January 3rd 1761

Yesterday week William Beale Brand of Polsted was married to the Honourable Miss Ann Smith of Fornham Genvieve, daughter of Sir Robert Smyth.

January 3rd 1761

Wandered away from Wattisham, John Downing who is disordered in his senses, he is 56 years old, 5ft 7 inches, stoops in his walk, wearing a striped cap, over long greyish hair. Handsome reward if delivered to the overseers.

January 3rd 1761

Whereas John Curd living in Sudbury, Suffolk, in the former part of the last century about 1618 he married Amy Alston by whom he had two daughters, Susan and Amy, the first was married to one named Miller, the last to one named Dale, both of whom probably lived in Sudbury. It is necessary to find out where the said Susan and Amy were married in order to obtain justice, therefore the clergy of several parishes in the neighbourhood of Sudbury, in Essex as well as Suffolk are entreated to search their registers and if they find them to give notice to Mr Phipps of Boxford, Suffolk, who will gratify them for their trouble. Anyone who can prove descent from the above should also apply to Mr Phipps.

January 10th 1761

As the King's Head in Lavenham (where the colt fair was held) is now a private house, the annual horse and colt show will be held at the Swan Inn on Shrove Tuesday.

January 10th 1761

This day (January 6th) Thomas Fonnereau and John Henniker, approved for representing the Borough of Sudbury in the ensuing Parliament were met a mile or two out of the town by the Mayor and Aldermen and a great number of gentlemen and freemen who ushered them unto the Town hall amid a great concourse of people, an elegant entertainment was provided for the company at the Swan Inn and the whole day was spent in great harmony and good humour, drinking many loyal jovial toasts.

January 10th 1761

Notice is given to gentlemen that there is to be sold at the sign of the Bell Inn at Clare, a large quantity of cyder, all made from neat juice of the apple and any gentleman who may want a quantity about 30 gallons may be supplied with same at 1s a gallon and laid down at their house within the space 10 miles of the sign.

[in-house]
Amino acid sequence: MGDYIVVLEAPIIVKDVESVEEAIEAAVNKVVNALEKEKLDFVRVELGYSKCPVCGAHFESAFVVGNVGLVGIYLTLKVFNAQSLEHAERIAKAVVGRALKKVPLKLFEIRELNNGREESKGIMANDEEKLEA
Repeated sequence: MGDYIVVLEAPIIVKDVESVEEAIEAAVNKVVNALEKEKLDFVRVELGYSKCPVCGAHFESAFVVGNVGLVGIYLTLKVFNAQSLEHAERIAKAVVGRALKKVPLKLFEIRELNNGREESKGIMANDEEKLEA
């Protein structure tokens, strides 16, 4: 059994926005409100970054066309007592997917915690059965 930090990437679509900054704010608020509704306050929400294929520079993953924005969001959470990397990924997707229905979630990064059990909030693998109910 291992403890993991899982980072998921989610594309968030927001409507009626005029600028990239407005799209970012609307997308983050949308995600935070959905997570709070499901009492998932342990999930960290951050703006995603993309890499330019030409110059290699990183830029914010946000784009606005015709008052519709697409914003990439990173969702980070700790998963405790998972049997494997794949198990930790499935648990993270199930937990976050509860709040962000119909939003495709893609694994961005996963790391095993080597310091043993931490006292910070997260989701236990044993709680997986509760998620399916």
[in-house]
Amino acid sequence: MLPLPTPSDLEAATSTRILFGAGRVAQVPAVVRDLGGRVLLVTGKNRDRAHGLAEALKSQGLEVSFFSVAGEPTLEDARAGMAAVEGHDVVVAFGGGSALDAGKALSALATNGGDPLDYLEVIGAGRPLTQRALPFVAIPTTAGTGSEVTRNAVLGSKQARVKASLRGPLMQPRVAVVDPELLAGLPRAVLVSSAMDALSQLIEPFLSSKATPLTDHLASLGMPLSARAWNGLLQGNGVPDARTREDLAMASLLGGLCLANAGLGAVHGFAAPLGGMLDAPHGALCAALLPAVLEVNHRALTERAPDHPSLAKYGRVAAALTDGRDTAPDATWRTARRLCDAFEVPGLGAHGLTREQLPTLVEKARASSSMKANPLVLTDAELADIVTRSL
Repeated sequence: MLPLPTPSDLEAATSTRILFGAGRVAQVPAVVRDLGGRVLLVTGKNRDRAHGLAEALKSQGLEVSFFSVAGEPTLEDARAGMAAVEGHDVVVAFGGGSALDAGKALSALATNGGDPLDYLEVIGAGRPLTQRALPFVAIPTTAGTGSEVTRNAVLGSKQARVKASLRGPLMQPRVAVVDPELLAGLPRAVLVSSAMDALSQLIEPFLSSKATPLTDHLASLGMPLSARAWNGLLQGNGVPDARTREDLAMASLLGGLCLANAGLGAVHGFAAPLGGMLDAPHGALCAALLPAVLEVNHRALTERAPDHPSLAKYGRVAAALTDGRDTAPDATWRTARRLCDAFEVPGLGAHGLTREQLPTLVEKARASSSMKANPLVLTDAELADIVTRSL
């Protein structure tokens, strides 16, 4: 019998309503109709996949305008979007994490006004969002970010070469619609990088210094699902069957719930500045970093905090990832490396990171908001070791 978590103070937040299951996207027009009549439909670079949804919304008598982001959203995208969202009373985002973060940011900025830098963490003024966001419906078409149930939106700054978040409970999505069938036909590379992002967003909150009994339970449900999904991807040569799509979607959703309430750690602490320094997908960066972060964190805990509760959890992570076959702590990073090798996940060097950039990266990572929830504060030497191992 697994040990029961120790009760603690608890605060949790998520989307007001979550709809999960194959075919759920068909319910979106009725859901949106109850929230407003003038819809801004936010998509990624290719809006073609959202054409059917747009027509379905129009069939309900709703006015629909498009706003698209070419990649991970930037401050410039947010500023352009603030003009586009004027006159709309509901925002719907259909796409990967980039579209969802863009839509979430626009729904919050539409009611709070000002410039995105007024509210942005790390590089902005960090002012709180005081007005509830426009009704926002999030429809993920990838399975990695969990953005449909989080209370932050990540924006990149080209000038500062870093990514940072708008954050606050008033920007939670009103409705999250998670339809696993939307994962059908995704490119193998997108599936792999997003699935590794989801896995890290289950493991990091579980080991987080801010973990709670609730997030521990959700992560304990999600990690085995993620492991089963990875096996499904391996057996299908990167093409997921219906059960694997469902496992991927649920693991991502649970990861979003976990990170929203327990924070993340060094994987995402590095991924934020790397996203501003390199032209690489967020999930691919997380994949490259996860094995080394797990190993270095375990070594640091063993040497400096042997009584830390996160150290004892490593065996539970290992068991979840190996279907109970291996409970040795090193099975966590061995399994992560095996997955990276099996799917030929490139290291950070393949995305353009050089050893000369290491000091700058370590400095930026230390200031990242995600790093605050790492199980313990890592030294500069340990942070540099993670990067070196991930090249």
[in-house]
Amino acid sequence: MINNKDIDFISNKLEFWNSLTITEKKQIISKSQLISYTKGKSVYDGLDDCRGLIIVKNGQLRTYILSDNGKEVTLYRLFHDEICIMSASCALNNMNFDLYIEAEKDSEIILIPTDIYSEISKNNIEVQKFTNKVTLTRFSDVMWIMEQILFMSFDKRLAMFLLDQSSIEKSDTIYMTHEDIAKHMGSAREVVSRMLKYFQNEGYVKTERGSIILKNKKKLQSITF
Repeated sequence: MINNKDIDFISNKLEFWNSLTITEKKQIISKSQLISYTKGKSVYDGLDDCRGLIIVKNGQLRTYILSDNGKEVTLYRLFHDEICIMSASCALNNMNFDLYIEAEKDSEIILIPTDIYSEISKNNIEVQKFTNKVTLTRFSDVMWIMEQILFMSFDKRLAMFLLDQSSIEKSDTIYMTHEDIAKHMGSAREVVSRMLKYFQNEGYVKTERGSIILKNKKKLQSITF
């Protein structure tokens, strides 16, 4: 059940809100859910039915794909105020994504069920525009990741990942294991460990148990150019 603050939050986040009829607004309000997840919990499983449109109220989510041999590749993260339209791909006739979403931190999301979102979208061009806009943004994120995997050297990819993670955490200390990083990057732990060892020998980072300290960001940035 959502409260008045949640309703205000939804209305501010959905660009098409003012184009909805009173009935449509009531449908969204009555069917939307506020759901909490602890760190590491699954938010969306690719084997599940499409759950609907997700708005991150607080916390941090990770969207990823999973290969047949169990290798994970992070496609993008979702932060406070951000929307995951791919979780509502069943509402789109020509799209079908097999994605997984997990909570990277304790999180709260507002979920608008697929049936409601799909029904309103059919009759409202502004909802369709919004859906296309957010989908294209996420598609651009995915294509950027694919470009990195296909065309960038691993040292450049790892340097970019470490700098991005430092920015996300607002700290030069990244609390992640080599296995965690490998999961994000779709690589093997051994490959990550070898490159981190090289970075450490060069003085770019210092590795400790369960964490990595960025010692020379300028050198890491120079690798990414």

January 10th 1761

Stolen or strayed from the pasture of Thomas Sheldrake of Mendlesham-a red brindled cow with rising horns backwards with the tips cut off-short tail-about 30 stone in weight. Information will be handsomely rewarded.

January 10th 1761

To the Gentlemen of Maldon in Essex. Being espoused by the Gentlemen of Essex and having met with great success among the rest from Maldon, I beg leave of my services to represent you at Parliament at the next general election. Your most obedient humble servant, Bamber Gascoyne, (St John Street December 10th 1760).

January 24th 1761

At the General Quarter Sessions at Chelmsford ,Essex. This court taking into consideration the many riots and mischevious discorders committed by persons following the cruel practice of throwing at cocks are desirious by charging the chief constable and petty constables in this county to use their utmost endeavours to suppress and prevent such unlawful meetings and shall be taken into custody dealt with to the law.

January 24th 1761

At the County Sessions held at Ipswich, William Adkinson and Thomas Wright were tried and convicted of sodomitical practices. Sentenced to 3 months imprisonment and upon the Thursday of the last week of imprisonment to stand in the pillory at Stowmarket for one hour each, Adkinson from 12 noon to one o' clock and Wright from one o' clock until two.

January 31st 1761

Well accustomed windmill to be sold in Lavenham-16 miles from Bury and 7 from Sudbury, apply to Joseph Hayward.

February 25th 1761

To be sold by auction on the 10th, 11th and 12th of March at Sir Thomas Dyer's, Bart, of Spains Hall, Finchingfield, Essex.. Houehold goods-feather beds- blankets etc.

April 4th 1761

A noted chestnut horse called Bald Partner will cover this season at the White Elm, Copdock near Ipswich at a guinea a leap and trial and half a crown for the groom, the money to be paid at the stable door. ( there are numerous adverts for stallion services of this type, G.H.).

April 11th 1761

Advert-----Whereas I Jenny Bevies of the parish of Haverhill, Suffolk, of the sect of Methodists and with a spirit too common to that party, did asperse the character of Mr T. Milday junior by groundless charges of indecent carriage to my daughter, is false and malicious. I hereby acknowledge the charge is false and malicious, take shame for myself for it and promise never to offend in this like again.

April 18th 1761

In Bury Gaol---William Turner, formerly of Wickhambrook, late a land gripper.( land gripper perhaps land drainer,G.H.)

April 18th 1761

To be lett at Melford Swan an Inn commonly called the Green Man. Enquire of James Ellis, farmer of Melford for particulars.

June 13th 1761

Brumhill Fair ( perhaps Broomhill, Ipswich ) being kept on the 7th of July. This is to give notice to all people not to bring dogs to the said fair as it is being kept upon a warren where the said dogs can do great damage, nobody that values a dog will bring him into the warren. There will be fresh grass for dealer's horses that come the night before the fair. John Rison, bailiff of the fair.

June 20th 1761